Foreign Policy Blogs

Self Determination Units of the World, Unite!

Last week the International Court of Justice (ICJ) ruled that Kosovo’s 2008 declaration of independence did not violate international law.  Read the opinion here.  This came as no surprise since international law is largely silent on secession, and as John Cerone wrote at Opinio Juris:

Similarly, if I were to stand in my living room and declare it to be an independent state, I would have violated no rule of international law. Even if I were to broadcast that declaration to the world, it would still not be unlawful. It would also not have any legal effect.

Keep in mind, though, that the ICJ vote was 10-4.  And I’m with the dissenters.  Let me explain why.

For me, it comes down to Security Council resolution 1244, passed in 1999 (read it here).  The resolution establishes an international civil and security presence in Kosovo as an interim solution until a final settlement is decided.  According to the resolution, “the international civil and security presences are established for an initial period of 12 months, to continue thereafter unless the Security Council decides otherwise.”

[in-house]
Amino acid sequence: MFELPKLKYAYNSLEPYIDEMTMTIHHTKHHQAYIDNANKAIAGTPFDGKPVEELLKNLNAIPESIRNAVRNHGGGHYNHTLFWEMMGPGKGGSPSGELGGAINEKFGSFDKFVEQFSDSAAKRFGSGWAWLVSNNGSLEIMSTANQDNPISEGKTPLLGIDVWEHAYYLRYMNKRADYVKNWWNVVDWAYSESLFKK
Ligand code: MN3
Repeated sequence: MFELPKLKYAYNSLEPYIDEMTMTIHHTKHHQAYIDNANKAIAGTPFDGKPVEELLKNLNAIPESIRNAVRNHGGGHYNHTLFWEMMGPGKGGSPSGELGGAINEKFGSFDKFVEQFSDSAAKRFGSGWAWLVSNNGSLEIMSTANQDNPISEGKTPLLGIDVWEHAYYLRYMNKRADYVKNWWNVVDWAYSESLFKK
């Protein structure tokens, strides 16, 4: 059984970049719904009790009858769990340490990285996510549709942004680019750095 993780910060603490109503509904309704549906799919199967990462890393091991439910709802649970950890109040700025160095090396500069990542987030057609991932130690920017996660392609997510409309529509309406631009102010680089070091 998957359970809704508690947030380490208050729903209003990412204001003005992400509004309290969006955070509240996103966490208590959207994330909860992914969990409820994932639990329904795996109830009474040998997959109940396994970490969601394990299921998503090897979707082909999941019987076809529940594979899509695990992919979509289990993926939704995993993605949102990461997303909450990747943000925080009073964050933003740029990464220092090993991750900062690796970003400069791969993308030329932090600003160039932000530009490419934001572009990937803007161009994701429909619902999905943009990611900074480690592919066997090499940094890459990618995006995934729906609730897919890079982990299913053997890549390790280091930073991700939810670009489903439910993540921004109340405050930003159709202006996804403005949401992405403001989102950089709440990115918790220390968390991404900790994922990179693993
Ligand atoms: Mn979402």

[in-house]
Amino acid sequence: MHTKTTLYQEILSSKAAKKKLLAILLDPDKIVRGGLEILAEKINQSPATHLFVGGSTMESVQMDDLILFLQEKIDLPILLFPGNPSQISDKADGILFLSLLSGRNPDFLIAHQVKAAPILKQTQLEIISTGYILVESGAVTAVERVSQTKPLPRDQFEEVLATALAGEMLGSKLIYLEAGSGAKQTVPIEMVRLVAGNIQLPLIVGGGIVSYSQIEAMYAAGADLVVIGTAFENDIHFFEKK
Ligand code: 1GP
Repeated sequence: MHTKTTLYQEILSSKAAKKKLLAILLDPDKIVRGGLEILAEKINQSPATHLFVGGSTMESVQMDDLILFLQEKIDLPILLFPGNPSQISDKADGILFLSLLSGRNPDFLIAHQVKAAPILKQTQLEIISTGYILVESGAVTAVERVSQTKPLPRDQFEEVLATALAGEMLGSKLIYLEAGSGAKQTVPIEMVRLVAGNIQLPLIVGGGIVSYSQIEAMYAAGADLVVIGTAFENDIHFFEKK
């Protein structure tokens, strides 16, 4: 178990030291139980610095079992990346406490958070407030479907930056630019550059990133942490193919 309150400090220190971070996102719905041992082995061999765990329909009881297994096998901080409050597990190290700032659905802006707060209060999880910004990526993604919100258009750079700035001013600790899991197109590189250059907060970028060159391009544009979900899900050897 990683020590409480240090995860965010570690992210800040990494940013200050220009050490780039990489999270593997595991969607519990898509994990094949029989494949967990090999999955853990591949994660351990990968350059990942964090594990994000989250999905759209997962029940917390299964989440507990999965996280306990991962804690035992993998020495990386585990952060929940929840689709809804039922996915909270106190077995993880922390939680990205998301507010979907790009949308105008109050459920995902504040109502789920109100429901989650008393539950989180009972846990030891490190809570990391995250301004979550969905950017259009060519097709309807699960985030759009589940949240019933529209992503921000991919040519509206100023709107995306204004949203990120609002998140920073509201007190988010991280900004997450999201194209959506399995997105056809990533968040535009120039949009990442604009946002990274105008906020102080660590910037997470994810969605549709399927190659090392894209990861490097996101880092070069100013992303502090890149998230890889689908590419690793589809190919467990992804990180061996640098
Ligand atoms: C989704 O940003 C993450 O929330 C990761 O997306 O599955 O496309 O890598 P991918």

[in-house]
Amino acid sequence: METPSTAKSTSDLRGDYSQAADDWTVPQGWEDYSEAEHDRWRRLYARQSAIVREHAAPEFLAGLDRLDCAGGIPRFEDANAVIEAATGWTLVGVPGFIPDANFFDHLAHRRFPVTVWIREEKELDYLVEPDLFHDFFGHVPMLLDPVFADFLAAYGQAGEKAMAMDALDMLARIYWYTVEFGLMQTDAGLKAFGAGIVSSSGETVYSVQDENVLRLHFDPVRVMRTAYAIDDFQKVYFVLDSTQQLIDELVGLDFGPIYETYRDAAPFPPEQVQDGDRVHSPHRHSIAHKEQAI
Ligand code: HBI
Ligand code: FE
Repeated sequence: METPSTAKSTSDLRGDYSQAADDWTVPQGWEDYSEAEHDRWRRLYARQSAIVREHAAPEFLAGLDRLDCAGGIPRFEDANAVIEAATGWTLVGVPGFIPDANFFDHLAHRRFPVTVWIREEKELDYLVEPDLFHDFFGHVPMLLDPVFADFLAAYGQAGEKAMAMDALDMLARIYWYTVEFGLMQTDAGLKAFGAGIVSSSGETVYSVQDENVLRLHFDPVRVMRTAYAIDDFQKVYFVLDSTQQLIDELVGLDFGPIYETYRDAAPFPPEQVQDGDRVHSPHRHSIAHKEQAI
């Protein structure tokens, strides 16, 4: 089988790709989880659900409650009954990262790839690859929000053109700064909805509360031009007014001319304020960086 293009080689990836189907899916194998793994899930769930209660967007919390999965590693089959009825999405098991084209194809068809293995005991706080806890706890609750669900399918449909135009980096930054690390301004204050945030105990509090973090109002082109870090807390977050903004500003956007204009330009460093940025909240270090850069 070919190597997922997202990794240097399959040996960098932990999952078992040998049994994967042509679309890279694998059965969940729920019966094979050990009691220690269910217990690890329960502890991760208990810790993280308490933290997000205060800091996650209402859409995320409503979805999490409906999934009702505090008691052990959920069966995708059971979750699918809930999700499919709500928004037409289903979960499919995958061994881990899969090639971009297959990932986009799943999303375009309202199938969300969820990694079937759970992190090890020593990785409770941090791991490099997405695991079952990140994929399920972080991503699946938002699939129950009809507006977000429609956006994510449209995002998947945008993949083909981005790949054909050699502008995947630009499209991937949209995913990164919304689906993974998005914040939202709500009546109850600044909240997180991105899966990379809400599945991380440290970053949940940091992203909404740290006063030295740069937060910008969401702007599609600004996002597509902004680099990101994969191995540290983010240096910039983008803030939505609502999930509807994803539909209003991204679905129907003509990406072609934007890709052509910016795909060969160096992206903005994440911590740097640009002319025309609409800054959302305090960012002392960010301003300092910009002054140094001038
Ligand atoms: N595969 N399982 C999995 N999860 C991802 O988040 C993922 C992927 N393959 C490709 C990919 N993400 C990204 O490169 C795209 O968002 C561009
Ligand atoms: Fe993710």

So one would think that any result that alters the situation, unless decided by the Security Council, violates the resolution.  This is exactly the point made by the dissenters.  Read Vice-President Tomka’s statement here, Judge Koroma’s dissent here, Judge Bennouna’s dissent here, and Judge Skotnikov’s dissent here.

But the majority opinion of the court finds a way around this issue.  Actually, two ways.  The first argument is that the authors of the declaration of independence were not acting as a Provisional Institution of Self-Government called for in resolution 1244.  As paragraph 109 of the opinion states:

The Court thus arrives at the conclusion that, taking all factors together, the authors of the declaration of independence of 17 February 2008 did not act as one of the Provisional Institutions of Self-Government within the Constitutional Framework, but rather as persons who acted together in their capacity as representatives of the people of Kosovo outside the framework of the interim administration.

The second argument is that resolution 1244 was about an interim solution while the declaration of independence was about a final solution.  They deal with different things and thus aren’t inherently incompatible.  As paragraph 114 of the ICJ opinion states:

Resolution 1244 (1999) thus does not preclude the issuance of the declaration of independence of 17 February 2008 because the two instruments operate on a different level: unlike resolution 1244 (1999), the declaration of independence is an attempt to determine finally the status of Kosovo.

But still, though resolution 1244 makes no mention of what the final solution would be, 1244 establishes a mechanism for figuring it out, i.e. through the Security Council.  Is this not relevant?  I say yes, and thus I join the dissent.